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(591 words)

Author(s): Roxborogh, John
[German Version] Malaysia comprises West Malaysia (Peninsular Malaysia) and the states of Sarawak and Sabah on the island of Borneo (Indonesia). Indigenous bumiputras (“sons of the soil”) total some 65% of the population (28 million in 2008), comprising Malay and aboriginal peoples in West Malaysia, and Iban and other tribal groups in East Malaysia. Approximately 26% are of Chinese descent and 8% Indian. The coming of Islam is associated with South Indian traders and the sultanate of Melaka in the 14th century. The ¶ Portuguese conquest in 1511 further dispersed Islam in the re…

Williams, John

(146 words)

Author(s): Roxborogh, John
[German Version] (Jun 29, 1796, London, UK – Nov 20, 1839, Erromanga, Vanuatu), London Missionary Society missionary to the Pacific. Williams and his wife Mary arrived in Tahiti in 1817. Based in Raiatea (Tahiti), the Cook Islands, and later Samoa, Williams built and sailed ships to transport Polynesian Christians as teachers and missionaries across the Pacific. On a successful visit to England (1834–1838) he oversaw the printing of the Rarotongan New Testament. After returning to the Pacific he w…


(5,637 words)

Author(s): Köpf, Ulrich | vom Bruch, Rüdiger | Roxborogh, John
[German Version] I. History 1. Middle Ages and Reformation. The university, the most important academic institution devoted to teach-¶ ing (Education/Formation) and research today, is a creation of the medieval West. Its appearance marked a deep caesura in the history of Western science, especially in the history of theology (Theology, History/Historiography of). The multiplicity of institutions involved in acquiring and transmitting knowledge (monasteries, cathedral schools, monastery schools, schools run by inde…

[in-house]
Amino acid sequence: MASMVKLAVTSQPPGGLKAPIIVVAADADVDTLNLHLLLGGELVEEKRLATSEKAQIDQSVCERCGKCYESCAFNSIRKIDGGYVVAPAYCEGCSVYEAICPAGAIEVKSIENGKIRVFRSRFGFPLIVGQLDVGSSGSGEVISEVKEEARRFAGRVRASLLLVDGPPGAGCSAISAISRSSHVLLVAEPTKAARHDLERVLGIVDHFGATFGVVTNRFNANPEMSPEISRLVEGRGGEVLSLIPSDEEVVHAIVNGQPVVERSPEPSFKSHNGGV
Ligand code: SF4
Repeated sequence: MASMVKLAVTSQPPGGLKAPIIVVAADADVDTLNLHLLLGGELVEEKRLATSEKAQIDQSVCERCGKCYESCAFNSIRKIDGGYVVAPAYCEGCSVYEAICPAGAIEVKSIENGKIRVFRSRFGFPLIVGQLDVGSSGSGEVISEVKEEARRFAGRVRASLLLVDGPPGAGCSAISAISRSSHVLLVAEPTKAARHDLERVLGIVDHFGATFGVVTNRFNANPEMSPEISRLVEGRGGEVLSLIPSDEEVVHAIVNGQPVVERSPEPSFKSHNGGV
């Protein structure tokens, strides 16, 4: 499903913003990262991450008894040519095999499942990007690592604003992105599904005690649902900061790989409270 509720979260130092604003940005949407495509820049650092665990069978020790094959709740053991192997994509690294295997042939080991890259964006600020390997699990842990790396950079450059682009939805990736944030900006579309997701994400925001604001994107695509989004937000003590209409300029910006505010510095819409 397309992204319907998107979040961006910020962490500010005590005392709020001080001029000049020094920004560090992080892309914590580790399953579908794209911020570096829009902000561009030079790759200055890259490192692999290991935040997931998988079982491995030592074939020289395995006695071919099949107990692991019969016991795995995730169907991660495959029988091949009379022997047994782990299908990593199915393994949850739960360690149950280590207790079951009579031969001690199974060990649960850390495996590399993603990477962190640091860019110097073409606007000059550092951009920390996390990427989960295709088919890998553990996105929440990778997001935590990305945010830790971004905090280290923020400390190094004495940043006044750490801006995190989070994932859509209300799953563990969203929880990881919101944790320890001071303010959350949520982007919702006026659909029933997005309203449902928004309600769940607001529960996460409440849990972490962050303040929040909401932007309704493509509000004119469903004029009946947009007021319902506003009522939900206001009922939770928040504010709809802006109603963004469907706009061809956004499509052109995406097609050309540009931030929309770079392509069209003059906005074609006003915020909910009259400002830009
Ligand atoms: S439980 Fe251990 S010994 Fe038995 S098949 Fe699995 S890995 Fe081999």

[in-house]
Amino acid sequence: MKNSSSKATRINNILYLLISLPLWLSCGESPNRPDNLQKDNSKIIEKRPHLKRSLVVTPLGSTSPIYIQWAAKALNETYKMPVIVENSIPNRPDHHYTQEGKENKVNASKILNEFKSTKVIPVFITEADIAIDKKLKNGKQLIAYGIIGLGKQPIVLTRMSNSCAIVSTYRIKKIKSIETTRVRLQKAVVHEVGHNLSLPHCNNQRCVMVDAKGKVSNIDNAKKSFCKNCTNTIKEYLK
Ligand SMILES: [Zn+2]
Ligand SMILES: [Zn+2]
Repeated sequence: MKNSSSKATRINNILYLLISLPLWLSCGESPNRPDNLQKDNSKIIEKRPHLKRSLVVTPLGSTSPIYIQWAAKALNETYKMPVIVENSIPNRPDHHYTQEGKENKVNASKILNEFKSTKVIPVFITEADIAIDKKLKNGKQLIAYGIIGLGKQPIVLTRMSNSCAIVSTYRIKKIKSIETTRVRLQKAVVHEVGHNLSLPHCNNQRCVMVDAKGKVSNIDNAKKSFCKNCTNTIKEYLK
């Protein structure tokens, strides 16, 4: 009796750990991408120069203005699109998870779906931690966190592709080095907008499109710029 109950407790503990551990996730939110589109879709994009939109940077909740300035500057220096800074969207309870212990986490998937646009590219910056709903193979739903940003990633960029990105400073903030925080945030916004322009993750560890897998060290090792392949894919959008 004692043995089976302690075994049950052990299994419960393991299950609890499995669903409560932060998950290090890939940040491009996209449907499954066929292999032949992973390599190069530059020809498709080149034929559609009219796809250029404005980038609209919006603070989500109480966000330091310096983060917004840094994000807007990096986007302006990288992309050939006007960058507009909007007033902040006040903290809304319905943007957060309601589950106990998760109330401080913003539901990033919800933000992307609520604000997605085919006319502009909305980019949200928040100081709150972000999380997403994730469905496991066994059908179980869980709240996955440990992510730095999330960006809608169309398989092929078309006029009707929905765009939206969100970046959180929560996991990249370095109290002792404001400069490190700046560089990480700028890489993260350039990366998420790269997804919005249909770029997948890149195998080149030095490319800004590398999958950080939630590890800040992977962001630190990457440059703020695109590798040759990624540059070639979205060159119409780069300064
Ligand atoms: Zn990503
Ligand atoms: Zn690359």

(5,112 words)

Author(s): Berner, Ulrich | Hutter, Manfred | Auffarth, Christoph | Leicht, Reimund | Roxborogh, John | Et al.
[German Version] I. Terminology The word syncretism in its broadest sense denotes any blend or combination of diverse cultural phenomena. This usage derives from an apparently reasonable but false etymology: syncretism is commonly derived from the Greek verb συνκεράννυμι/ synkeránnymi, “mix.” In fact, however, it is a neologism coined by Plutarch ( Mor. 490b), who called the way Cretans came together in the face of external enemies synkretismos. Erasmus of Rotterdam than borrowed the term and introduced it into the language of Christian theology. In theology th…

Theological Education

(4,903 words)

Author(s): Meireis, Torsten | Hart, Darryl G. | Huhn, Michael. | Roxborogh, John | Kaufmann, Uri | Et al.
[German Version] I. Christianity 1. Europe a. Concept. Christian theological education is a qualification process that involves many different stages; in general its goal is a paid or volunteer position (Voluntary work and associations) in a church that proclaims the gospel and engages in social service (Diakonia) in various fields. Like the churches’ official ministries (Office), institutional training courses vary regionally and denominationally. Determinants include each church’s understanding of the…

Freedom of Religion

(3,650 words)

Author(s): Schlenke, Dorothee | Kronauer, Ulrich | Link, Christoph | Ohst, Martin | Witte, John | Et al.
[German Version] I. Dogmatics – II. Ethics – III. Philisophy – V. History – VI. Mission I. Dogmatics Freedom of religion, as generally understood, combines freedom of belief, of conscience, and creed, as well as freedom to practice one's religion (cf. German Basic Law, art. 4, §§1, 2), in one fundamental right. Dogmatics needs to clarify the relationship between religious certainty and freedom. A statement consonant with Reformation belief would run as follows: If Christian certainty, as certainty about the …